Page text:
Indonesia’s manufacturers enjoyed a second month of growth in new orders and export business, according to an April survey, helping to offset pressure from the rupiah’s weaker exchange rate against the dollar, which pushed input costs up at the fastest pace in a year and a half.

The Nikkei-Markit purchasing managers’ index for Indonesia’s manufacturing sector climbed to a ten-month high of 51.2 in April, up 0.7 points from March and pushing further above the 50-point line delineating expansion from contraction.

Export orders rose in April to end a six-month run of contraction, as total new orders and output both grew for a second month. Output growth, while moderate, came in at the quickest clip in eleven months.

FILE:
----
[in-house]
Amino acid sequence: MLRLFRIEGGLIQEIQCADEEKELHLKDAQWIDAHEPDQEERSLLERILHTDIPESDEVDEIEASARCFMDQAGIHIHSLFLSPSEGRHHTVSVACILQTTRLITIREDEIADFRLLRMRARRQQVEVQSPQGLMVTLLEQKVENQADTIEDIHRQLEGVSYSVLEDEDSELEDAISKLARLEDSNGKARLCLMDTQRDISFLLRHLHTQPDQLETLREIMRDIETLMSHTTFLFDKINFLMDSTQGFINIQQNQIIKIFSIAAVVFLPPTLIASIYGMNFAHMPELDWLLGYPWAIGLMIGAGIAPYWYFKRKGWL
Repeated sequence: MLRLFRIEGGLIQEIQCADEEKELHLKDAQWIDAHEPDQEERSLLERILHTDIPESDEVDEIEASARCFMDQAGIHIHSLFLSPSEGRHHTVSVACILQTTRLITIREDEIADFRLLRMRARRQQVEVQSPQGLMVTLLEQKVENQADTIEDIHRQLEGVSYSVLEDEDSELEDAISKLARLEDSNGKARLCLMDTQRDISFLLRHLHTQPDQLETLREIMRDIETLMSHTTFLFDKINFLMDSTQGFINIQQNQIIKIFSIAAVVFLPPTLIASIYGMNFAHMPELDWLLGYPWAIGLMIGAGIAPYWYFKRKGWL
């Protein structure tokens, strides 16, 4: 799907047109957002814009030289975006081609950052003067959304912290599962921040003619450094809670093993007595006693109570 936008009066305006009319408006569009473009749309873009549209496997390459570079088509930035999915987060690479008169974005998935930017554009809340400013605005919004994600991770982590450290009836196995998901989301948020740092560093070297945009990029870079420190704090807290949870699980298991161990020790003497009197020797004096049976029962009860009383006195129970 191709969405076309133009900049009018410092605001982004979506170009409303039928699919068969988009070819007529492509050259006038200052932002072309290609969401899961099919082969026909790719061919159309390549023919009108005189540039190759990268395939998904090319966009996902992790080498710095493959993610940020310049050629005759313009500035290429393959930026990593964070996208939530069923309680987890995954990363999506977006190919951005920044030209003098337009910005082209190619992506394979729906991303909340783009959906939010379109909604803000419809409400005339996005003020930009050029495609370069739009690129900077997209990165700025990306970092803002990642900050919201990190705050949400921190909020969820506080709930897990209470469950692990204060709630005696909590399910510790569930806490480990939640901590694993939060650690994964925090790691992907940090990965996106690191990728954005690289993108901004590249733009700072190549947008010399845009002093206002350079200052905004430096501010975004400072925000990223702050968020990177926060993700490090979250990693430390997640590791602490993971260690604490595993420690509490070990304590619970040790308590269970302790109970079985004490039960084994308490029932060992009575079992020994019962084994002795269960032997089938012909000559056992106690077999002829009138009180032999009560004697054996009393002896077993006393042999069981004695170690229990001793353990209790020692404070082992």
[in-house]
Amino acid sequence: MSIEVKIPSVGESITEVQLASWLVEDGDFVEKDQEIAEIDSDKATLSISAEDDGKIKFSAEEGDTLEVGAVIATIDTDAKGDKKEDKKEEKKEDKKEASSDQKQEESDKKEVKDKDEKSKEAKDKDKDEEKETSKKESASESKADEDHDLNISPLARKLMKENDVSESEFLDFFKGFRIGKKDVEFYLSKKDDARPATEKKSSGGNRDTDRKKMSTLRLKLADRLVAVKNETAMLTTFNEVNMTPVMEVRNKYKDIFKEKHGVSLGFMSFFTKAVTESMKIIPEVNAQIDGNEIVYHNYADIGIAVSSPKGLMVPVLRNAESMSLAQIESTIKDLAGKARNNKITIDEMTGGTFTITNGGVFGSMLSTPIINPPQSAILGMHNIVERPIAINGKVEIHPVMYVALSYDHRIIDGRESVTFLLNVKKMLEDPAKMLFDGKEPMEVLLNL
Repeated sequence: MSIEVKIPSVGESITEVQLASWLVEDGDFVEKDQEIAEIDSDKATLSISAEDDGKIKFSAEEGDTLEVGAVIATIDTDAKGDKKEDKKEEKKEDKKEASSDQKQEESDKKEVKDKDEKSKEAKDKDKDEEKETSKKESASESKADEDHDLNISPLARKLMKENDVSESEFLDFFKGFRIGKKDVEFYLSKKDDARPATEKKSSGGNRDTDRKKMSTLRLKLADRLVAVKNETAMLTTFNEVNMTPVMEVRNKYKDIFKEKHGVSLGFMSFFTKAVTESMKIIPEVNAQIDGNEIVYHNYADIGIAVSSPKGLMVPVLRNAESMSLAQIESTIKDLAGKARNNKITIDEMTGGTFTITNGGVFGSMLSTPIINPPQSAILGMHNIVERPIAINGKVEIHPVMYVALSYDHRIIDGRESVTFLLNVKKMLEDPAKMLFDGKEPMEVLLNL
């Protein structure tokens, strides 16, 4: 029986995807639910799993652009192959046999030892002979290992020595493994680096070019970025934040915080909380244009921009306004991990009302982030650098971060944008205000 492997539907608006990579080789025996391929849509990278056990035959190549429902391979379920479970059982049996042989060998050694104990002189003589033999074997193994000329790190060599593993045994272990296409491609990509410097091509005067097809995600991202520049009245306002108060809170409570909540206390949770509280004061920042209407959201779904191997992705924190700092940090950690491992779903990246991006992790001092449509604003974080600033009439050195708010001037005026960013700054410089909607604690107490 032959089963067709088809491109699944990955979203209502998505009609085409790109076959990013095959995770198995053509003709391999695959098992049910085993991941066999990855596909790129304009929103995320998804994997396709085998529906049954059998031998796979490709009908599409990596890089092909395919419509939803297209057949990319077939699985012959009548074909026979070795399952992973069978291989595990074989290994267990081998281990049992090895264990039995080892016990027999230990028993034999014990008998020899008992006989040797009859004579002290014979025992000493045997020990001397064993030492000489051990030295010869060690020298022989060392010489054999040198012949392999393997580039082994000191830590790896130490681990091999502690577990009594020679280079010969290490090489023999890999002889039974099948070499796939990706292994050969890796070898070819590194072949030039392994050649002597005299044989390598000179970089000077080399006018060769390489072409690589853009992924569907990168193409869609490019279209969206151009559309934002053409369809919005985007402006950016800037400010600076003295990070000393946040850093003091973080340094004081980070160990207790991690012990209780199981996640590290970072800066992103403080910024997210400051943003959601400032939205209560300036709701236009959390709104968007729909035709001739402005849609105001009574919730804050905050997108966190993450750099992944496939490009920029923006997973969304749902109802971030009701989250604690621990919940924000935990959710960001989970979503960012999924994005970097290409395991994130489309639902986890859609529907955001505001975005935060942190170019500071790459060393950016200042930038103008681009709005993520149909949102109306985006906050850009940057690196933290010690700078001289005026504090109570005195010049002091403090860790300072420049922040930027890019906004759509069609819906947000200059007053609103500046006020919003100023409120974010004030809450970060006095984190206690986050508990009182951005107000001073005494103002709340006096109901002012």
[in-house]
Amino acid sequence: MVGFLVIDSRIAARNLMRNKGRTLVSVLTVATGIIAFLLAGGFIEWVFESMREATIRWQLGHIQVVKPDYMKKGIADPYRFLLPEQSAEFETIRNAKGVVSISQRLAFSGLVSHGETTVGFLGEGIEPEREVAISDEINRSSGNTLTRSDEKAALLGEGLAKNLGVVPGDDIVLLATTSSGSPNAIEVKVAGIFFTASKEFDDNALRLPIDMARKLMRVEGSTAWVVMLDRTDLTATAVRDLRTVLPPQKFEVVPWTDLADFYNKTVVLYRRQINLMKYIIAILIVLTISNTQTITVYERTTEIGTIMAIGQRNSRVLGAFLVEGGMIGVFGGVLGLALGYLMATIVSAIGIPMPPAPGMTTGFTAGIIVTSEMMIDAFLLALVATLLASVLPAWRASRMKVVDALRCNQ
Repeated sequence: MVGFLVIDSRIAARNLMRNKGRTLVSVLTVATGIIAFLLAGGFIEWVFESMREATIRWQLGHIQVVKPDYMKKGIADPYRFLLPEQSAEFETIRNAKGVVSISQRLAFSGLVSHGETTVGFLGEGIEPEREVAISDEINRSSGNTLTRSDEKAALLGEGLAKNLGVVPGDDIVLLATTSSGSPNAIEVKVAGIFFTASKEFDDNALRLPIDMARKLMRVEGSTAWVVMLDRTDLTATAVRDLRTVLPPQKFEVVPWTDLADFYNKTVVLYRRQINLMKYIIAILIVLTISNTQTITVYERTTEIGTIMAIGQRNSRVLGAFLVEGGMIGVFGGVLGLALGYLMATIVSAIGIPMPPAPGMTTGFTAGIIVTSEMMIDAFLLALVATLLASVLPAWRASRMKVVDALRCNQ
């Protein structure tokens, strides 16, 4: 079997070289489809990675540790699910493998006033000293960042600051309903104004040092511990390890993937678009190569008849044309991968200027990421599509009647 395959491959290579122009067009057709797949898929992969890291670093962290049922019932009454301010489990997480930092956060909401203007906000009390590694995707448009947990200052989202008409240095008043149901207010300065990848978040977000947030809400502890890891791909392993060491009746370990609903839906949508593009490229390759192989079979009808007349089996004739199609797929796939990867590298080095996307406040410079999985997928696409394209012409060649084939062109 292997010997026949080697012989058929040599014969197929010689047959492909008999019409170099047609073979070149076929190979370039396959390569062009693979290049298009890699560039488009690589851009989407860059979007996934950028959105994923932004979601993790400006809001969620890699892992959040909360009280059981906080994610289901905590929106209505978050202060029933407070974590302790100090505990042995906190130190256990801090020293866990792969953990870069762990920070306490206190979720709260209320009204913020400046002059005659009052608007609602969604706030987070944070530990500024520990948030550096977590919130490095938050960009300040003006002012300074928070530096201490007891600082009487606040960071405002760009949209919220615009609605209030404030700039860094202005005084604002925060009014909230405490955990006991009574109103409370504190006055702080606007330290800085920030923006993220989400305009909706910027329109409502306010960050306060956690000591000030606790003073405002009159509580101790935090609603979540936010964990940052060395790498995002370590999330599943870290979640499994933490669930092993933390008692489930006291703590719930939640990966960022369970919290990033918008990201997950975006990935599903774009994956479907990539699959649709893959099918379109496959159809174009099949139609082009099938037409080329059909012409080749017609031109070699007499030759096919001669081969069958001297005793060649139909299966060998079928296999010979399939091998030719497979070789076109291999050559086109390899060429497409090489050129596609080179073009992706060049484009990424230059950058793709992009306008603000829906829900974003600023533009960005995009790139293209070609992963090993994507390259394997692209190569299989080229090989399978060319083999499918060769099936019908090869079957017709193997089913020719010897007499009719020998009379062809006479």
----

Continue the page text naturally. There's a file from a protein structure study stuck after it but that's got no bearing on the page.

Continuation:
Polyanna De Lima, economist at Markit, noted:

The upswing in output was, however, insufficient to generate jobs, while there remained evidence of spare capacity. But, with output growth gathering speed, firms will look to hire more workers in the near-term should the rise in demand be sustained.

But companies surveyed also reported the fastest pace of inflation in a year and a half, with partial blame falling on a weaker rupiah exchange rate against the dollar for rises in the cost of oil, metals, plastics, chemicals and textiles. Higher input costs pushed output prices up at the fastest rate since December 2012.

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